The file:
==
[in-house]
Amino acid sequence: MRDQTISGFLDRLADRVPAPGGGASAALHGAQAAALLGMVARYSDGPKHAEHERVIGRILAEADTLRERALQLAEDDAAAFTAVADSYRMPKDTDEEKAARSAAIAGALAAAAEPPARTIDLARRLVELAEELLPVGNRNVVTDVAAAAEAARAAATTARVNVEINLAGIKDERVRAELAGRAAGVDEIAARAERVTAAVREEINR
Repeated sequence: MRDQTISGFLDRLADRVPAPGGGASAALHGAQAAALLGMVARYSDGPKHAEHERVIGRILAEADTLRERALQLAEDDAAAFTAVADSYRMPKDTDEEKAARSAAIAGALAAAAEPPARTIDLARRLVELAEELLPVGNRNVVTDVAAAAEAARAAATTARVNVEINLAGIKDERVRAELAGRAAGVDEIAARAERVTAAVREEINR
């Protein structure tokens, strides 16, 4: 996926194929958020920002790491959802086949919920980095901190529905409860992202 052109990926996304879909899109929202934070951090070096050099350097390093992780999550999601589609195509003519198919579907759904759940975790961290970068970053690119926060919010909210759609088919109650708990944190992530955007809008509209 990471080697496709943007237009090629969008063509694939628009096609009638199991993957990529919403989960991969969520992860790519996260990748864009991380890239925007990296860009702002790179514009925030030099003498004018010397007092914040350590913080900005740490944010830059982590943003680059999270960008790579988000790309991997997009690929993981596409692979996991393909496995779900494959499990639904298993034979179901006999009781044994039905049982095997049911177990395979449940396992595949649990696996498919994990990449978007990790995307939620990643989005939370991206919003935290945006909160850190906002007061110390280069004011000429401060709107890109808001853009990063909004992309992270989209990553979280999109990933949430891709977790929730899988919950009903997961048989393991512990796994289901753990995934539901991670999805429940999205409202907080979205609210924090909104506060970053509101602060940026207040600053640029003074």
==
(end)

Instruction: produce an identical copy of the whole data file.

[in-house]
Amino acid sequence: MRDQTISGFLDRLADRVPAPGGGASAALHGAQAAALLGMVARYSDGPKHAEHERVIGRILAEADTLRERALQLAEDDAAAFTAVADSYRMPKDTDEEKAARSAAIAGALAAAAEPPARTIDLARRLVELAEELLPVGNRNVVTDVAAAAEAARAAATTARVNVEINLAGIKDERVRAELAGRAAGVDEIAARAERVTAAVREEINR
Repeated sequence: MRDQTISGFLDRLADRVPAPGGGASAALHGAQAAALLGMVARYSDGPKHAEHERVIGRILAEADTLRERALQLAEDDAAAFTAVADSYRMPKDTDEEKAARSAAIAGALAAAAEPPARTIDLARRLVELAEELLPVGNRNVVTDVAAAAEAARAAATTARVNVEINLAGIKDERVRAELAGRAAGVDEIAARAERVTAAVREEINR
């Protein structure tokens, strides 16, 4: 996926194929958020920002790491959802086949919920980095901190529905409860992202 052109990926996304879909899109929202934070951090070096050099350097390093992780999550999601589609195509003519198919579907759904759940975790961290970068970053690119926060919010909210759609088919109650708990944190992530955007809008509209 990471080697496709943007237009090629969008063509694939628009096609009638199991993957990529919403989960991969969520992860790519996260990748864009991380890239925007990296860009702002790179514009925030030099003498004018010397007092914040350590913080900005740490944010830059982590943003680059999270960008790579988000790309991997997009690929993981596409692979996991393909496995779900494959499990639904298993034979179901006999009781044994039905049982095997049911177990395979449940396992595949649990696996498919994990990449978007990790995307939620990643989005939370991206919003935290945006909160850190906002007061110390280069004011000429401060709107890109808001853009990063909004992309992270989209990553979280999109990933949430891709977790929730899988919950009903997961048989393991512990796994289901753990995934539901991670999805429940999205409202907080979205609210924090909104506060970053509101602060940026207040600053640029003074």